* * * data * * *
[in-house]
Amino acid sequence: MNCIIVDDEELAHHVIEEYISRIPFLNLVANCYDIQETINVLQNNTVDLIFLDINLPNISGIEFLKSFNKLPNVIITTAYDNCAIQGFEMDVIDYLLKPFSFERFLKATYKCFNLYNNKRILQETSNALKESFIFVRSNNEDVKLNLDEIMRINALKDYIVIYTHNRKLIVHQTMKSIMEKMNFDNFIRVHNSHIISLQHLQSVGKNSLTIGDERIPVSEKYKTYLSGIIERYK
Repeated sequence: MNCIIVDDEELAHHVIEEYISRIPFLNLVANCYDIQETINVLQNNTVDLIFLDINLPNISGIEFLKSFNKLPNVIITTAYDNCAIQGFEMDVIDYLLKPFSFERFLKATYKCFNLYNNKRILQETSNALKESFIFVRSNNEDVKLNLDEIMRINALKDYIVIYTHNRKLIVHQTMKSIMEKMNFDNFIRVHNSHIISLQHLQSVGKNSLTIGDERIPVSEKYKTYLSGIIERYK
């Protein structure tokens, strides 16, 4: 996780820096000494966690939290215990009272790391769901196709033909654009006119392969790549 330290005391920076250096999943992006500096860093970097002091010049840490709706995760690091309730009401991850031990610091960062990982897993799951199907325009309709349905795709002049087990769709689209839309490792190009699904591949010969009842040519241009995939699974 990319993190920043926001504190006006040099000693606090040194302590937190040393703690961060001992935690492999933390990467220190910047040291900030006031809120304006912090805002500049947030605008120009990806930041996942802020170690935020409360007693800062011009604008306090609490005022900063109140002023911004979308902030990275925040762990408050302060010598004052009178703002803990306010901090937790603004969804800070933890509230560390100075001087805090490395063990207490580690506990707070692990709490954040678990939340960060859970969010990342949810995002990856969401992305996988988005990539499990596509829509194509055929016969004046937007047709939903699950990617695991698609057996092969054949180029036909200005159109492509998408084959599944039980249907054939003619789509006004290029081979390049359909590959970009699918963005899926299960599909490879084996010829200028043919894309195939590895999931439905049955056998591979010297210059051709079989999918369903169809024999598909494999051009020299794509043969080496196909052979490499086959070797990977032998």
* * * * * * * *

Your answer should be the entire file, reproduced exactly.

[in-house]
Amino acid sequence: MNCIIVDDEELAHHVIEEYISRIPFLNLVANCYDIQETINVLQNNTVDLIFLDINLPNISGIEFLKSFNKLPNVIITTAYDNCAIQGFEMDVIDYLLKPFSFERFLKATYKCFNLYNNKRILQETSNALKESFIFVRSNNEDVKLNLDEIMRINALKDYIVIYTHNRKLIVHQTMKSIMEKMNFDNFIRVHNSHIISLQHLQSVGKNSLTIGDERIPVSEKYKTYLSGIIERYK
Repeated sequence: MNCIIVDDEELAHHVIEEYISRIPFLNLVANCYDIQETINVLQNNTVDLIFLDINLPNISGIEFLKSFNKLPNVIITTAYDNCAIQGFEMDVIDYLLKPFSFERFLKATYKCFNLYNNKRILQETSNALKESFIFVRSNNEDVKLNLDEIMRINALKDYIVIYTHNRKLIVHQTMKSIMEKMNFDNFIRVHNSHIISLQHLQSVGKNSLTIGDERIPVSEKYKTYLSGIIERYK
């Protein structure tokens, strides 16, 4: 996780820096000494966690939290215990009272790391769901196709033909654009006119392969790549 330290005391920076250096999943992006500096860093970097002091010049840490709706995760690091309730009401991850031990610091960062990982897993799951199907325009309709349905795709002049087990769709689209839309490792190009699904591949010969009842040519241009995939699974 990319993190920043926001504190006006040099000693606090040194302590937190040393703690961060001992935690492999933390990467220190910047040291900030006031809120304006912090805002500049947030605008120009990806930041996942802020170690935020409360007693800062011009604008306090609490005022900063109140002023911004979308902030990275925040762990408050302060010598004052009178703002803990306010901090937790603004969804800070933890509230560390100075001087805090490395063990207490580690506990707070692990709490954040678990939340960060859970969010990342949810995002990856969401992305996988988005990539499990596509829509194509055929016969004046937007047709939903699950990617695991698609057996092969054949180029036909200005159109492509998408084959599944039980249907054939003619789509006004290029081979390049359909590959970009699918963005899926299960599909490879084996010829200028043919894309195939590895999931439905049955056998591979010297210059051709079989999918369903169809024999598909494999051009020299794509043969080496196909052979490499086959070797990977032998």